What sort of image does the term ‘motivational speaker’ conjure up for you? For me, the first picture that comes to mind is a larger-than-life American exhorting a crowd to embrace their inner awesomeness, to repeat out loud the mantras that will help them do that and to make a commitment to change, right here and now. It’s an image that stirs mixed feelings: interest, hope, scepticism, discomfort. Interest and hope because I’m always open to learning new ways of thinking and behaving that will help me to live my life better. Scepticism because I wonder how much substance there may turn out to be to this talk, whether what’s on offer is food for thought or really just candyfloss. Occasionally I also worry whether I’m being manipulated (what exactly is this speaker aiming to motivate me to do?). The discomfort is social, essentially a fear of being required to interact with the speaker or my audience neighbours in a way I find embarrassing. Would I choose to go and listen to a motivational speaker? Well, yes, I would – but I would sit near the back and I would keep my guard up until the speaker earned my trust.
So how do I reconcile that with being a motivational speaker myself? At first, I was reluctant to take on that label but gradually I realised two things: 1) What matters is how the audience sees it. If audiences consider my talks motivational, then that’s how I should describe them, whether it privately makes me cringe or not. 2) Motivational speaking is a broad church.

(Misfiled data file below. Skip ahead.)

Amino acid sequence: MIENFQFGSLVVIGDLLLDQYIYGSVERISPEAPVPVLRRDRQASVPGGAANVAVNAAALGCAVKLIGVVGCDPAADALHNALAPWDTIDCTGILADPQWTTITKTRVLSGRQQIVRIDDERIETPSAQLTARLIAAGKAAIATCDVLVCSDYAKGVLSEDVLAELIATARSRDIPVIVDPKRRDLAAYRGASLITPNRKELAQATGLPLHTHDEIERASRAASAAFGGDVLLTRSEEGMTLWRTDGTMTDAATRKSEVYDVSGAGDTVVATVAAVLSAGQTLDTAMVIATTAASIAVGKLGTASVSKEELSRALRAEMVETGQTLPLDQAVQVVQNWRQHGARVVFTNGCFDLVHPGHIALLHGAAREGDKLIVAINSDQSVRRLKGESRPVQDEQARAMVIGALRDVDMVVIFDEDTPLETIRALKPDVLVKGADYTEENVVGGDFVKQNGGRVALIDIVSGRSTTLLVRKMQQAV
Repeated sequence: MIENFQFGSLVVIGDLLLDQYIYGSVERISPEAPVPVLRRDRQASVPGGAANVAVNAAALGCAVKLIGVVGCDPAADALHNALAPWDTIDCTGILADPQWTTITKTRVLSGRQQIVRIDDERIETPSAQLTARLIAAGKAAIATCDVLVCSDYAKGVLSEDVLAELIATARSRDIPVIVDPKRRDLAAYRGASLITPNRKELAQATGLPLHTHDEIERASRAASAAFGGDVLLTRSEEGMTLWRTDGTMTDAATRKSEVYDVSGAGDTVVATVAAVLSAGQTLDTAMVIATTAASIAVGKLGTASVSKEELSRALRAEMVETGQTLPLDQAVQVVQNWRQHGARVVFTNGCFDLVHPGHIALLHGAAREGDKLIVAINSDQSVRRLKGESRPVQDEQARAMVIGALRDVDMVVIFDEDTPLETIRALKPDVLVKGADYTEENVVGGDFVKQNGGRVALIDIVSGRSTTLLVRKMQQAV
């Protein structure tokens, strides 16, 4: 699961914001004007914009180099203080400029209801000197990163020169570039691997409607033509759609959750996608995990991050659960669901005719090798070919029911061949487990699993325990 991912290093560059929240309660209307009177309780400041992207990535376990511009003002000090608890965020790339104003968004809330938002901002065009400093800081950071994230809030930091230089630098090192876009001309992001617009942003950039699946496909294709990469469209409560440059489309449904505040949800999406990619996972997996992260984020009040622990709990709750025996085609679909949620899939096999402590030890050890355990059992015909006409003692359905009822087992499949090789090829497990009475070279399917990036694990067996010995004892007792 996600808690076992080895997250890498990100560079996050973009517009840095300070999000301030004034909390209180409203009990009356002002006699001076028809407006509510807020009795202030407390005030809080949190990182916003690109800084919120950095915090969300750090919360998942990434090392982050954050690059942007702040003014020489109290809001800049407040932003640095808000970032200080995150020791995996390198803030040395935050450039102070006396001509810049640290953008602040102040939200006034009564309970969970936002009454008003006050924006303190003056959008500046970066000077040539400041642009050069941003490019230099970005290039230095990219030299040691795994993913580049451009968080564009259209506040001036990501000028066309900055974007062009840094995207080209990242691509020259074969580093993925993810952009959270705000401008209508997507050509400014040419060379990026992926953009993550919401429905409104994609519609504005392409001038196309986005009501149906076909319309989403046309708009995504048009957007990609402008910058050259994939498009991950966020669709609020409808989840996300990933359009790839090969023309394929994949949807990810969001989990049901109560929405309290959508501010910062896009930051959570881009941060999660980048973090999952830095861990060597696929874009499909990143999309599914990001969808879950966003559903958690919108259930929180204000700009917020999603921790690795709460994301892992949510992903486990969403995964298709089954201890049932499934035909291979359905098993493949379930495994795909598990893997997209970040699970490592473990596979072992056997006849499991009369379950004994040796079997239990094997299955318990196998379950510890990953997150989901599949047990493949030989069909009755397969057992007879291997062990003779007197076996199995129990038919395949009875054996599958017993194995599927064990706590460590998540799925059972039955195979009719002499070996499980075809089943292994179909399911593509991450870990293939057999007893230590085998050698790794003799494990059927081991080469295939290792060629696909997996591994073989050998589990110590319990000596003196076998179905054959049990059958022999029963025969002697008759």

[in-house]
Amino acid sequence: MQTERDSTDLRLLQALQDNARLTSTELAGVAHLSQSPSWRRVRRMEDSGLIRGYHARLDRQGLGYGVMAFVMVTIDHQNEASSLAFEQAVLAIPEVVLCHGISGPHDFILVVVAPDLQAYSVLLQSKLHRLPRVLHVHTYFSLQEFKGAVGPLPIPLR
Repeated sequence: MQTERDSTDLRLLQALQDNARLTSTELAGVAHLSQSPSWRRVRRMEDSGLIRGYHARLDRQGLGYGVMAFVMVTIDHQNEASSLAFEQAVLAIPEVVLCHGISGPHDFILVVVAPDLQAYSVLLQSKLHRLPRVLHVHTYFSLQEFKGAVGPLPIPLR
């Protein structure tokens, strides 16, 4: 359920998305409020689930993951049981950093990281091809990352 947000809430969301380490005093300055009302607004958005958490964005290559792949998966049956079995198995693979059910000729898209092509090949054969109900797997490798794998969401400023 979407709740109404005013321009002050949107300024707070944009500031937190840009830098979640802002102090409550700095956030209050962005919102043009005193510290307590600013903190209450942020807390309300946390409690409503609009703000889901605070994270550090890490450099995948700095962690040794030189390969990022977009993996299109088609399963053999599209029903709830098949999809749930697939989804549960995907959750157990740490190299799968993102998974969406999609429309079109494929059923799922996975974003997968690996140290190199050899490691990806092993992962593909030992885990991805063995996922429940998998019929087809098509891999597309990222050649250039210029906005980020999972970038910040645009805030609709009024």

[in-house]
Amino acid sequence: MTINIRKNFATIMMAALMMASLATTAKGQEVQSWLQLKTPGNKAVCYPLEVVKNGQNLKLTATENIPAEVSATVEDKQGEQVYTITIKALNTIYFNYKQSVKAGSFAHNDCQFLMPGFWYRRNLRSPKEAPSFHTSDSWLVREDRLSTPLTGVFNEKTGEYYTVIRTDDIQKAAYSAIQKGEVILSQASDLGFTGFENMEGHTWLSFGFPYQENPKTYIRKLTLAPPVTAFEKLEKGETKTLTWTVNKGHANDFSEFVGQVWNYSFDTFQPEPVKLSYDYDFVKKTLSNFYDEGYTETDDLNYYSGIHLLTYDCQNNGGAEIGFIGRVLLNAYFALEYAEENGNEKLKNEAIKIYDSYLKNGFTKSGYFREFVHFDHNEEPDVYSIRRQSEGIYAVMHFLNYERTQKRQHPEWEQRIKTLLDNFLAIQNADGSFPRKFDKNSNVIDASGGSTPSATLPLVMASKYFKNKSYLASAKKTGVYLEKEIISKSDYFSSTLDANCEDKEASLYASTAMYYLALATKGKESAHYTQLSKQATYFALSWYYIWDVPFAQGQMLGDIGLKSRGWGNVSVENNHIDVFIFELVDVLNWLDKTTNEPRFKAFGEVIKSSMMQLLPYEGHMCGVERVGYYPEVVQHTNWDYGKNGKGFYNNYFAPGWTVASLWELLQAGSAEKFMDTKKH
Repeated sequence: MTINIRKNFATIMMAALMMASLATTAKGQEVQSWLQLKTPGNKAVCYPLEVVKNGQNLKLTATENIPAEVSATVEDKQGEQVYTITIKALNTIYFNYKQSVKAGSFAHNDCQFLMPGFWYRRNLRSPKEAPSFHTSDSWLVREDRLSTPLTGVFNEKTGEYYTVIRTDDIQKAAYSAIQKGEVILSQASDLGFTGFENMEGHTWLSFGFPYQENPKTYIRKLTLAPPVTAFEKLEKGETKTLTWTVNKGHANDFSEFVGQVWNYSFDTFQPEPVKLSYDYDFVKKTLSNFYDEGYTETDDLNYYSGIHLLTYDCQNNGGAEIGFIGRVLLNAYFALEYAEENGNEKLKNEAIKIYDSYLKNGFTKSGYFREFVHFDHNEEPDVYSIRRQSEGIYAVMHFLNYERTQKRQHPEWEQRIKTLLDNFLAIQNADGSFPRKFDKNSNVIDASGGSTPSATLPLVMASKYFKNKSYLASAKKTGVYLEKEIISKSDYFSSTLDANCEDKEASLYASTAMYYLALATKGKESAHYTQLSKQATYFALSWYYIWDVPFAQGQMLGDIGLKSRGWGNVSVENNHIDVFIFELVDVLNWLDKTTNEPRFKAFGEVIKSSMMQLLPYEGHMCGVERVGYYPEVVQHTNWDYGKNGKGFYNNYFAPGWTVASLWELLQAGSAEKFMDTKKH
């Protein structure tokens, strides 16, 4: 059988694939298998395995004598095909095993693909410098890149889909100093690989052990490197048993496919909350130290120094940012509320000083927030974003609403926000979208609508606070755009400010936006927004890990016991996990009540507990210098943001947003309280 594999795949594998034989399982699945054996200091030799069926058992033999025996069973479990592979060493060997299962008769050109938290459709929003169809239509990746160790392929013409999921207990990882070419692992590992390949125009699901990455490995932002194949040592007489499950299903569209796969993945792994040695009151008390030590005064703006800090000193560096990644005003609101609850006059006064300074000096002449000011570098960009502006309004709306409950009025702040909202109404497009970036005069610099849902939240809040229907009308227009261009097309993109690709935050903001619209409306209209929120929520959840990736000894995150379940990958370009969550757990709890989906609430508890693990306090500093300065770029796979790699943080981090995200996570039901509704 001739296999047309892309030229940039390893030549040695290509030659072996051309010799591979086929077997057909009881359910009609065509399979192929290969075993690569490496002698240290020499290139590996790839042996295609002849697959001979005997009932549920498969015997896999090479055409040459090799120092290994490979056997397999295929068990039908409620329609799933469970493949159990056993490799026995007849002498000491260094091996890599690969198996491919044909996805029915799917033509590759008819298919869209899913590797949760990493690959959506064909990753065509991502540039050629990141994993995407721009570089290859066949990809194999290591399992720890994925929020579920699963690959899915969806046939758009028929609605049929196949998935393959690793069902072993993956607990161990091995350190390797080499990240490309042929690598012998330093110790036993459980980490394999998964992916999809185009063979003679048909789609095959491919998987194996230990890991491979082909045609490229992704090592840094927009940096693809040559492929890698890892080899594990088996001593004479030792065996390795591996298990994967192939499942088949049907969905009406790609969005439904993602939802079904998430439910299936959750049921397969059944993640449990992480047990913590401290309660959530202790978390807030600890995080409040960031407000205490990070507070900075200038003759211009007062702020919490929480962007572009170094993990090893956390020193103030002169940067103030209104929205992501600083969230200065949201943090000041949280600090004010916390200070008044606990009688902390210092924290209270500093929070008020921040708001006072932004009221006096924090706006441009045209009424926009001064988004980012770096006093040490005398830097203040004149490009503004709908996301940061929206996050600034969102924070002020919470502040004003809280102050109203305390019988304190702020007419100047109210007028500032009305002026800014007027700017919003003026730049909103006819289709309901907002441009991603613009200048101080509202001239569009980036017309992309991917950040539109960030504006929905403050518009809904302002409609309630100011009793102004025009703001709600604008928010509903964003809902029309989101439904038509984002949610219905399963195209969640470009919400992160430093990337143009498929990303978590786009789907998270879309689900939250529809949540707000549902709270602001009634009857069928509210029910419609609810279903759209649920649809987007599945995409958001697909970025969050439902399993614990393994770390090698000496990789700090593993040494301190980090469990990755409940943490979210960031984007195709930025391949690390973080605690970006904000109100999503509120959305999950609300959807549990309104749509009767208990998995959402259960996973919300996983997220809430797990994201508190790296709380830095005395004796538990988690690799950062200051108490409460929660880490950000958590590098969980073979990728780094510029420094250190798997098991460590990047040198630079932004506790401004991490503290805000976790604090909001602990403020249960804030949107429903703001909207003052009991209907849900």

But I still prefer to describe my talks as stand-up psychology.
What sort of person is a motivational speaker?
People have been giving each other pep talks and urging crowds to action since humans first populated the earth. What is new is people making a career out of it. Traditionally, motivational speaking was the preserve of leaders, such as politicians, soldiers and activists. Winston Churchill’s most famous speeches, for example, were designed to motivate the country to win the war. The speech Shakespeare put in the mouth of Henry V is admittedly fictional but it’s unashamedly motivational and an interesting contrast with Col Tim Collins’s modern into-battle speech. Martin Luther King’s speeches, including I Have a Dream, were instrumental in motivating profound social change.
Sadly, not every motivational talk has noble intent. Charismatic characters like the Wolf of Wall Street use their oratorical powers for ill – and at the extreme end of this spectrum we find Adolf Hitler.
What is the speaker’s agenda?
As the audience, we must tune into our consciences and make sure we’re not being pushed towards action, or even thought, that will harm others and/or ourselves.
Apart from incitement to violence, hatred or exploitation, the other danger is that we the audience are the mark. If the speaker’s primary aim is to sell us a product or service, we need to think carefully before allowing ourselves to be swayed by what we’re hearing.
The rise of the professional motivational speaker